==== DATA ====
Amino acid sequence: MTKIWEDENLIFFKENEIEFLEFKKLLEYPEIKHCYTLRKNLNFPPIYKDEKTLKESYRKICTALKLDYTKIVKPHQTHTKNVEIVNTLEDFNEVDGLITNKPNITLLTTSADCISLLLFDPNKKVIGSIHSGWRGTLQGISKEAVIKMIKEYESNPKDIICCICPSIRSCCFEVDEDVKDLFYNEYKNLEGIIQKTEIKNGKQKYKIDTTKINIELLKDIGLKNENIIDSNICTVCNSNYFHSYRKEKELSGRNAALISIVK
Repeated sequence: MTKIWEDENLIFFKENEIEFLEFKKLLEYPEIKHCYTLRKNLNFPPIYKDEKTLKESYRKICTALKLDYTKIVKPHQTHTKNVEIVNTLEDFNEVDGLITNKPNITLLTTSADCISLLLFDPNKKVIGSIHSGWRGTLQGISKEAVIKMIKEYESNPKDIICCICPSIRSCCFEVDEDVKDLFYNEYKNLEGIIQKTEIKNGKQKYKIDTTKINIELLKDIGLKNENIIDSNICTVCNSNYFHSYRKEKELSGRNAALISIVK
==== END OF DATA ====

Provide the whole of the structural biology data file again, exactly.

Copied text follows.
Amino acid sequence: MTKIWEDENLIFFKENEIEFLEFKKLLEYPEIKHCYTLRKNLNFPPIYKDEKTLKESYRKICTALKLDYTKIVKPHQTHTKNVEIVNTLEDFNEVDGLITNKPNITLLTTSADCISLLLFDPNKKVIGSIHSGWRGTLQGISKEAVIKMIKEYESNPKDIICCICPSIRSCCFEVDEDVKDLFYNEYKNLEGIIQKTEIKNGKQKYKIDTTKINIELLKDIGLKNENIIDSNICTVCNSNYFHSYRKEKELSGRNAALISIVK
Repeated sequence: MTKIWEDENLIFFKENEIEFLEFKKLLEYPEIKHCYTLRKNLNFPPIYKDEKTLKESYRKICTALKLDYTKIVKPHQTHTKNVEIVNTLEDFNEVDGLITNKPNITLLTTSADCISLLLFDPNKKVIGSIHSGWRGTLQGISKEAVIKMIKEYESNPKDIICCICPSIRSCCFEVDEDVKDLFYNEYKNLEGIIQKTEIKNGKQKYKIDTTKINIELLKDIGLKNENIIDSNICTVCNSNYFHSYRKEKELSGRNAALISIVK